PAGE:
The monthly Community Champion feature is submitted by Respect Works Here, which is an initiative of the Social Planning Council of the North Okanagan. It is also the host agency for the Local Immigration Partnership Council and the Thompson Okanagan Respect Network.
Val Richards is a force whose passion, energy and commitment drive her on a quest to give voice to her ancestors who had to stay quiet suppressing their culture for fear of discrimination.
Today, Richards’ voice is clear, honest and firm, resonating her truth and highlighting the importance of speaking on behalf of the Métis and the many people who have been silenced for far too long.
“Our history was hidden from us. I grew up eating moose meat and bannock. My mom made us mukluks and moccasins and taught us bead work, but our Métis heritage was never named,” said Richards. “I knew for whatever reason, it was kept very quiet in the family. As I was growing up I got to know everything about my dad’s Irish side of my family history, but I never heard about my mom’s side.
“Because of the history of the Métis people, it was a very common experience that I had. My history was hidden from me. Métis people were discriminated against for not being enough Indian and not enough white. You weren’t enough of anything to really belong. It was often not safe to identify who you were.
“When I started to learn about the history of my people, it made sense why it was hidden from me and it made sense that I was missing parts of myself. I didn’t feel like I fit or belonged until I started finding out exactly where I came from, and where my mother came from.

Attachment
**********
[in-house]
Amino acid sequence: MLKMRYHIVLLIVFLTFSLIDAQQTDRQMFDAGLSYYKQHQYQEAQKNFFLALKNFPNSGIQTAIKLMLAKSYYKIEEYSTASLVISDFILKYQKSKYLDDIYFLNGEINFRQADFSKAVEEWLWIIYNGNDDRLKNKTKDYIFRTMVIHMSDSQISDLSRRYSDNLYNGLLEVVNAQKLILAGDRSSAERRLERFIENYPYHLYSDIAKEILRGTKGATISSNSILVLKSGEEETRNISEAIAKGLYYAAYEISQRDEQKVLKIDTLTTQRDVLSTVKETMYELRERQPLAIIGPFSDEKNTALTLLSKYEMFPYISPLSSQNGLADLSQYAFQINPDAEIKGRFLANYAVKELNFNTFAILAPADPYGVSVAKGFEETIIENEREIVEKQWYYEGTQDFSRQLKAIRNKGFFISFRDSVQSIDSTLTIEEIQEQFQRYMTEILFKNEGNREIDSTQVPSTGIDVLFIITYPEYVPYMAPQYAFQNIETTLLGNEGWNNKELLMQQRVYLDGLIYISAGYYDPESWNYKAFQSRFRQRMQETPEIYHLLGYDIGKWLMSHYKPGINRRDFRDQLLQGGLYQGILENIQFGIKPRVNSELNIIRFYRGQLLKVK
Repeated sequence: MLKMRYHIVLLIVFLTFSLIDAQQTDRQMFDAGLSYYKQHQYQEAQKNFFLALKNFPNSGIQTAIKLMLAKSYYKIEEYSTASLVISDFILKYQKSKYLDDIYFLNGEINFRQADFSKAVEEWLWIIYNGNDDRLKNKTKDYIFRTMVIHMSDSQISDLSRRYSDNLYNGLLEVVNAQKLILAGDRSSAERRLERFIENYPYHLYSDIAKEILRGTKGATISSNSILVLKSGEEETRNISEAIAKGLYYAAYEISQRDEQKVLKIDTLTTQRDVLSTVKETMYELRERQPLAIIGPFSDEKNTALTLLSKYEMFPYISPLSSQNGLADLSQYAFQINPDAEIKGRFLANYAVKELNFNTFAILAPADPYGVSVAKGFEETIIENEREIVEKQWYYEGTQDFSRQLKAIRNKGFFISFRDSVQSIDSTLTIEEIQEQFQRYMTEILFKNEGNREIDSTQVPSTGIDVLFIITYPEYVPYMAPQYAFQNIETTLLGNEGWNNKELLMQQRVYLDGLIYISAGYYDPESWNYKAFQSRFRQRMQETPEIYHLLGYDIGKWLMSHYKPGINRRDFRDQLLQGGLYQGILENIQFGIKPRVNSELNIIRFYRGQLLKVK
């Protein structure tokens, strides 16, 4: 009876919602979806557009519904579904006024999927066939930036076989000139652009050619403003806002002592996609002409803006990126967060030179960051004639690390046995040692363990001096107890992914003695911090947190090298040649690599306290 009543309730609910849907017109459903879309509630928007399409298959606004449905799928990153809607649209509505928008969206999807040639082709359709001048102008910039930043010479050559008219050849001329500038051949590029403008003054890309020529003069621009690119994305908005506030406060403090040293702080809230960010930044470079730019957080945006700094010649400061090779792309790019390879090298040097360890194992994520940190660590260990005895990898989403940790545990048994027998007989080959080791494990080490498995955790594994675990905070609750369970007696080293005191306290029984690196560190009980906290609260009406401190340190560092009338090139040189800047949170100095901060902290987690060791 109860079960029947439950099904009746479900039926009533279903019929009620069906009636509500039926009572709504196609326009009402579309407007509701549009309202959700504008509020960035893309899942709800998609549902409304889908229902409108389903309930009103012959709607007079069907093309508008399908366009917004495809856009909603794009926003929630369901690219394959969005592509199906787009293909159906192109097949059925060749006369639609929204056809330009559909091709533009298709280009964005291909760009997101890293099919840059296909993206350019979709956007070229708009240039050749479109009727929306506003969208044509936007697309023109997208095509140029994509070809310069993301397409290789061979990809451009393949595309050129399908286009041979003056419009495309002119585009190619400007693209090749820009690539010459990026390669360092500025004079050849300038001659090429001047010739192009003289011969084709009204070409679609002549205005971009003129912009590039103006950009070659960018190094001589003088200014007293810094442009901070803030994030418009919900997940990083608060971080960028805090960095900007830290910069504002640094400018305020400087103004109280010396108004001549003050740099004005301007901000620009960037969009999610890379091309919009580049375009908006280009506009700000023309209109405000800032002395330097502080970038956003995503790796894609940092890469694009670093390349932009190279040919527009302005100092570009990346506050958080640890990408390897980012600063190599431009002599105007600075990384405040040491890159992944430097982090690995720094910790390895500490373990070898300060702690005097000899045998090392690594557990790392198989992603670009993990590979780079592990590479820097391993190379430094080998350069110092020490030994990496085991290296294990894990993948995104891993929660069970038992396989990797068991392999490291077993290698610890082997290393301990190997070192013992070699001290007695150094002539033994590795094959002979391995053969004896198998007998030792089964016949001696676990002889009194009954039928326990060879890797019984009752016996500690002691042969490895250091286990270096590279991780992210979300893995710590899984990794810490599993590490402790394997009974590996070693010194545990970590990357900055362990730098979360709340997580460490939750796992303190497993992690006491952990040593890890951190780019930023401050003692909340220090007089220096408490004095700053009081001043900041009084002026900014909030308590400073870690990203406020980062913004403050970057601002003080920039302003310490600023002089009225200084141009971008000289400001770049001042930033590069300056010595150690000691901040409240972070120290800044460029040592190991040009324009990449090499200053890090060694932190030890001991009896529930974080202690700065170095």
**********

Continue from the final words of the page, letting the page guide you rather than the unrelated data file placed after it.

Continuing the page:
“When I realised why my mom didn’t have a voice, I made it my business to be that voice, not just for myself and for my children, but also for my mom and my ancestors, who couldn’t speak their truth. I take a lot of pride in being able to speak for my grandmothers before me.”
Richards is a strong advocate for the Métis community. She worked for 11 years as a Roots practitioner with Métis Community Services Society (MCSS), reconnecting Métis children and youth in foster care with their Métis families, communities and culture. Her work was extremely challenging and satisfying and she is truly proud of being a strong advocate for youth and of effecting change on behalf of children, within the Ministry of Children and Family Development.
She is still a board member with MCSS and is also a board member of the Vernon and District Métis Association. Richards is also the Métis representative on the Aboriginal Advisory Committees for School District 22 and for Okanagan College and UBCO.
While living in Kelowna, a Métis Elder kept advising that her ‘home was in Lumby.’ Eventually she took his advice and moved there in 2014 with her husband. She accepted a position with White Richardsley Community Resource Centre and currently offers counselling and family support services there.
“There is a significant Métis and First Nation community in the area and there was an opportunity for me to offer a different kind of service. My practice is grounded in Aboriginal traditions and I am able to offer different modalities of healing to community members which they may have not had access to before.”
For Richards, identifying as a particular Indigenous group is important to support the leadership that is fighting hard for recognition of the Métis.
“It is important to establish that there are many of us that identify as Métis, that live a certain lifestyle because of our roots and our connection to the land. We need to reclaim who we are.”